Jonna Nyman-5 copy 2I am a Lecturer in International Relations in the Department of Politics and International Relations at the University of Sheffield. My research broadly centres on the politics and ethics of security, with particular interests in energy security, climate politics, and China. I completed my PhD in International Relations at the University of Birmingham in 2014, which focused on the politics of energy security in the United States and China.

I am currently undertaking a major research project on Chinese security politics, exploring changes that have taken place since Xi Jinping took office and placing these in historical context. I am particularly interested in interactions between elite-level security-making and everyday experience. The project draws on extensive fieldwork in China, which was supported by a Leverhulme Trust Early Career Fellowship, titled ‘Securing China: Understanding security politics beyond the West’. As part of this research, I have been Associate-in-Research at the Fairbank Center for Chinese Studies at Harvard University, and also spent time as a visiting fellow at the University of Copenhagen and the Swedish Institute for International Affairs. I am in the process of developing this work into a monograph.

I have recently published a monograph with Oxford University Press, based on my work on energy security. This is titled The Energy Security Paradox: Rethinking Energy (In)security in the United States and China. I have also co-edited a book on Ethical Security Studies: A New Research Agenda, with Anthony Burke, and have published research articles in International Political Sociology, Review of International Studies, the Journal of International Relations and Development, Millennium: Journal of International Studies, and WIREs Climate Change.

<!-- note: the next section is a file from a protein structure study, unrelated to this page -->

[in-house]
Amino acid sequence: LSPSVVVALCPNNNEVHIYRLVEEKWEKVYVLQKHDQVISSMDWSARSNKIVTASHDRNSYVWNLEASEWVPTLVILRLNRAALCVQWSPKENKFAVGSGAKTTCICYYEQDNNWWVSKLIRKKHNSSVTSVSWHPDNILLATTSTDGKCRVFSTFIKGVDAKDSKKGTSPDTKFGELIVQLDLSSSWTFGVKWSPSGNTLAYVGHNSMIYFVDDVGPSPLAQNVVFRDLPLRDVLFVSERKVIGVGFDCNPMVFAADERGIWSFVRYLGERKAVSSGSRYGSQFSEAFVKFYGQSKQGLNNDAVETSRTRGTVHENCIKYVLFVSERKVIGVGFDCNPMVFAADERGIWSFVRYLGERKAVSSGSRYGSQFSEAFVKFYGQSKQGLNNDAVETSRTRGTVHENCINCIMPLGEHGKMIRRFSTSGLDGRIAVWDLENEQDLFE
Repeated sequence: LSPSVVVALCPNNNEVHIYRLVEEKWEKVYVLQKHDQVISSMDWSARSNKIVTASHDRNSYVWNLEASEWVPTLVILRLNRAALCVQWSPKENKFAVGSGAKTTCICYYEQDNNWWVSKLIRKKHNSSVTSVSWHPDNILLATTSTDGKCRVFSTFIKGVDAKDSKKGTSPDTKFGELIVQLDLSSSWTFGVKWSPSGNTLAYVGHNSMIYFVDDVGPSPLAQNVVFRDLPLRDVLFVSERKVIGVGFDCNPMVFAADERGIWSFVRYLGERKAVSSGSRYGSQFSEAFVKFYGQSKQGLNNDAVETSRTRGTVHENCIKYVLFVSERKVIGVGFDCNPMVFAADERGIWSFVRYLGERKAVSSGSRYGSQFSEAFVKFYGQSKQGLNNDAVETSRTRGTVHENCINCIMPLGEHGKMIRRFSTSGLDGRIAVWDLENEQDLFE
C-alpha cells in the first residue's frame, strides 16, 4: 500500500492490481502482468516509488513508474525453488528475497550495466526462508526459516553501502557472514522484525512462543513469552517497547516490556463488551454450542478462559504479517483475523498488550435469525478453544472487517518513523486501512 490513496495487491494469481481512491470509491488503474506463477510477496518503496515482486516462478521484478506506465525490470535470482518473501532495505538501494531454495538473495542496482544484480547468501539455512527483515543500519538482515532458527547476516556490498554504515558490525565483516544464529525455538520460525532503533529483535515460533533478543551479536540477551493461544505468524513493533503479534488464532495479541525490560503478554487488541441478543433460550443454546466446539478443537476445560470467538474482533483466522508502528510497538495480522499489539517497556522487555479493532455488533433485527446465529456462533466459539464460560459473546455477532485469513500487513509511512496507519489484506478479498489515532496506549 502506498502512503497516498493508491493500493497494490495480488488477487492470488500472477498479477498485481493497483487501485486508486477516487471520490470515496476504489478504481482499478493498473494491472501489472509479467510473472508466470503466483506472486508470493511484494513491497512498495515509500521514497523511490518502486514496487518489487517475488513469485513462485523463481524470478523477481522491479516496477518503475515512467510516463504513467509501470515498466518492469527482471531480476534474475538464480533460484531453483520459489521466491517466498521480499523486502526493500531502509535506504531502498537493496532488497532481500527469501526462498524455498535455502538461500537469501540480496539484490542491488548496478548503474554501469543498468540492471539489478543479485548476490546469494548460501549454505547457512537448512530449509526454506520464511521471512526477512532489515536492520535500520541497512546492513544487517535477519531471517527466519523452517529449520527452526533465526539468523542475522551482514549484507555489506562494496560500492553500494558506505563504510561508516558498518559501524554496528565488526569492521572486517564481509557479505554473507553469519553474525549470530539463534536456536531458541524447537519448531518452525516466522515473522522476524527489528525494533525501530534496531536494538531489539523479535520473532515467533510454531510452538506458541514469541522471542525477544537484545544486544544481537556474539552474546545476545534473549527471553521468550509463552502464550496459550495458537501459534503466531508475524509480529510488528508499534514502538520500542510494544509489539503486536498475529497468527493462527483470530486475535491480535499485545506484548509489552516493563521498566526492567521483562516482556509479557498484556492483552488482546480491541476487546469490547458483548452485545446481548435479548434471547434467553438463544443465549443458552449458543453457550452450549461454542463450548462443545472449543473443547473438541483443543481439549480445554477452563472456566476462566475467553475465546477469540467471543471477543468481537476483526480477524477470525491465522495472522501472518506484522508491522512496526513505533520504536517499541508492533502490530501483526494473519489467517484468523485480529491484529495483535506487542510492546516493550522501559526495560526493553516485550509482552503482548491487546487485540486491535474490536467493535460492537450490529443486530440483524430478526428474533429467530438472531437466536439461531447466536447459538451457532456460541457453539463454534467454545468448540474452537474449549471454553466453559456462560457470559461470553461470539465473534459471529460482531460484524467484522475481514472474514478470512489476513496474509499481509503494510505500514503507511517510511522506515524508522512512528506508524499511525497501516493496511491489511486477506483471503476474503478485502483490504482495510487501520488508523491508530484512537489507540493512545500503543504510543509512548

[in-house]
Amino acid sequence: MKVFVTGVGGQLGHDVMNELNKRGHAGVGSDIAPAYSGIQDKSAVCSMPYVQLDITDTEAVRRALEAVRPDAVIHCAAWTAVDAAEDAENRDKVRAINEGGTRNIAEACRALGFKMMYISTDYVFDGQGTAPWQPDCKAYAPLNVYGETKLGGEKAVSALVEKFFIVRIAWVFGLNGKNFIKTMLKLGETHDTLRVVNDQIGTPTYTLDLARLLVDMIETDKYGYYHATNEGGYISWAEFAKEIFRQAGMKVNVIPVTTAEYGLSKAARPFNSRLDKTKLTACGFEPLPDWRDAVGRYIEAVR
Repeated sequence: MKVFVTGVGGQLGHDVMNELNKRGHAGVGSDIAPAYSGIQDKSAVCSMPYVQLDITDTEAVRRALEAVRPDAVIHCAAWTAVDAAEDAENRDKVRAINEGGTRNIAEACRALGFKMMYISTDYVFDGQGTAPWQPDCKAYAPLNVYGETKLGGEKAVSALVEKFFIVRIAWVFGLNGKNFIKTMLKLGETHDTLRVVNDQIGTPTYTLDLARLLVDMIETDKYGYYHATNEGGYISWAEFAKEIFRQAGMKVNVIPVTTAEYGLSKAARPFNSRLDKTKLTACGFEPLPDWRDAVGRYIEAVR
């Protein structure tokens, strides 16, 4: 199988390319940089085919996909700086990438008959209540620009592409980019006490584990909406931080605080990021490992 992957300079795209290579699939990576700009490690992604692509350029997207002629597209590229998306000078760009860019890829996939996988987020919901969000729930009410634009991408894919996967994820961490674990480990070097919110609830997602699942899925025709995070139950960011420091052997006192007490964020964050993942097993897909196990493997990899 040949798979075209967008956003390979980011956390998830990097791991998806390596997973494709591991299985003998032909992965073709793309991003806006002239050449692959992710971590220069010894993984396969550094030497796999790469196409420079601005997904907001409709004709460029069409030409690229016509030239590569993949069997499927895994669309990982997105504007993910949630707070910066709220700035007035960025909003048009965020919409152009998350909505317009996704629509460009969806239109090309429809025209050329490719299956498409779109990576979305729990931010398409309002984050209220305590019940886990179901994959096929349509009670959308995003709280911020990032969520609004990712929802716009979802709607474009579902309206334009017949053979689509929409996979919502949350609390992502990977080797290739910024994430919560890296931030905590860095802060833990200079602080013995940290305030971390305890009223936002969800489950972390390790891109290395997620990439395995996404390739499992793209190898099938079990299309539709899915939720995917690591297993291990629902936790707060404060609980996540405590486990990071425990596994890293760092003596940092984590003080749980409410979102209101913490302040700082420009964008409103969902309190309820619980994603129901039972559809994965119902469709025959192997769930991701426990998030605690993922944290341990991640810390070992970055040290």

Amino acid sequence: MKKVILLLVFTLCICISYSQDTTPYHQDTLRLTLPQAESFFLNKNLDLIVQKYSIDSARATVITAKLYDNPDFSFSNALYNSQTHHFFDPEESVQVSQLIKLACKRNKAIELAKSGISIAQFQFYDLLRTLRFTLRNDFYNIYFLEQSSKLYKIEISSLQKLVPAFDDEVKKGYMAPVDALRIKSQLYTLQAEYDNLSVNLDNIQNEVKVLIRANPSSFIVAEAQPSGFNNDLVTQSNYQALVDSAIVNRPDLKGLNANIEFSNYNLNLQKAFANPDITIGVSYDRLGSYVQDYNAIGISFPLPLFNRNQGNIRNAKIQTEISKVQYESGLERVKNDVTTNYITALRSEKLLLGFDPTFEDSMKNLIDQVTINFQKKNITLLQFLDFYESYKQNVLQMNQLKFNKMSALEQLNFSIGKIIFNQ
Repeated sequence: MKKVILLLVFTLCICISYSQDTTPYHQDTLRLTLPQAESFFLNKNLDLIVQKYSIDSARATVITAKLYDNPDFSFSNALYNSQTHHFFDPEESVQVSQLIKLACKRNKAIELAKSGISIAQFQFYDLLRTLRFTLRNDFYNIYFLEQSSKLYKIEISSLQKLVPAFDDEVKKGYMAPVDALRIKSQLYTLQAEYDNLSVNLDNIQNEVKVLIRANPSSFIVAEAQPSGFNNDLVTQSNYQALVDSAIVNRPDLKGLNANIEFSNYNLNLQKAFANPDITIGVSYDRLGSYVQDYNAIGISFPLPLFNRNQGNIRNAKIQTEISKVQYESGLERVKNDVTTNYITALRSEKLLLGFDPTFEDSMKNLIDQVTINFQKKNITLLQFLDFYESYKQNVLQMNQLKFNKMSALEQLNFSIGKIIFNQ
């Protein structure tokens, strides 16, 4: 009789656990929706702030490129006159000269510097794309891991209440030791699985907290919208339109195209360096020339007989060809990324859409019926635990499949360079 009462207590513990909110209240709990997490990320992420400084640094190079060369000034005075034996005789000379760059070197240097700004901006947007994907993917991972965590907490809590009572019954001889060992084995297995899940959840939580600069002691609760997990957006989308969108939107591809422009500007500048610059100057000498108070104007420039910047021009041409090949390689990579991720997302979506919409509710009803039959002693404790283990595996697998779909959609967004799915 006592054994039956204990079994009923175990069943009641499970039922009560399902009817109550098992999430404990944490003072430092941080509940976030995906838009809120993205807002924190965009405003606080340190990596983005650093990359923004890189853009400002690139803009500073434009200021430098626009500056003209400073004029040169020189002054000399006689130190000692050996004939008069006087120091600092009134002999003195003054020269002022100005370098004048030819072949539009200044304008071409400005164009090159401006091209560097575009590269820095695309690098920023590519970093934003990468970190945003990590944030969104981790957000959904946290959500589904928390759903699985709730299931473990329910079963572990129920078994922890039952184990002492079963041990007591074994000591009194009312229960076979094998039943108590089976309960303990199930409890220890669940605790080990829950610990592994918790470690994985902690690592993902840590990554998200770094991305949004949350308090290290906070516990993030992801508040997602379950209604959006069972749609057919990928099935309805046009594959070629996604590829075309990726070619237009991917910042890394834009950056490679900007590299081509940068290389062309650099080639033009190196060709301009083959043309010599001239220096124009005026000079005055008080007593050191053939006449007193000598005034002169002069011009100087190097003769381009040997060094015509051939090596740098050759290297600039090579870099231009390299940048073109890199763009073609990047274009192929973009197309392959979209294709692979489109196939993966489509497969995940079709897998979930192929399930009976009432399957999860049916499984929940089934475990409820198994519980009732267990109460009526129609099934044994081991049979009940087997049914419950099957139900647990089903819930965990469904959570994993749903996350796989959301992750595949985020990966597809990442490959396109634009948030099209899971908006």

I regularly present my research at major international conferences in the UK, Europe, North America, and Asia, and I have also been invited to give a number of longer invited lectures about particular aspects of my research at institutions around the world. I have published in a number of different venues, including more traditional academic formats as well as blogs and opinion pieces.

My research has been supported by external funding from the UK Economic and Social Research Council and by the Leverhulme Trust.

I regularly engage with policy-communities as part of my work.

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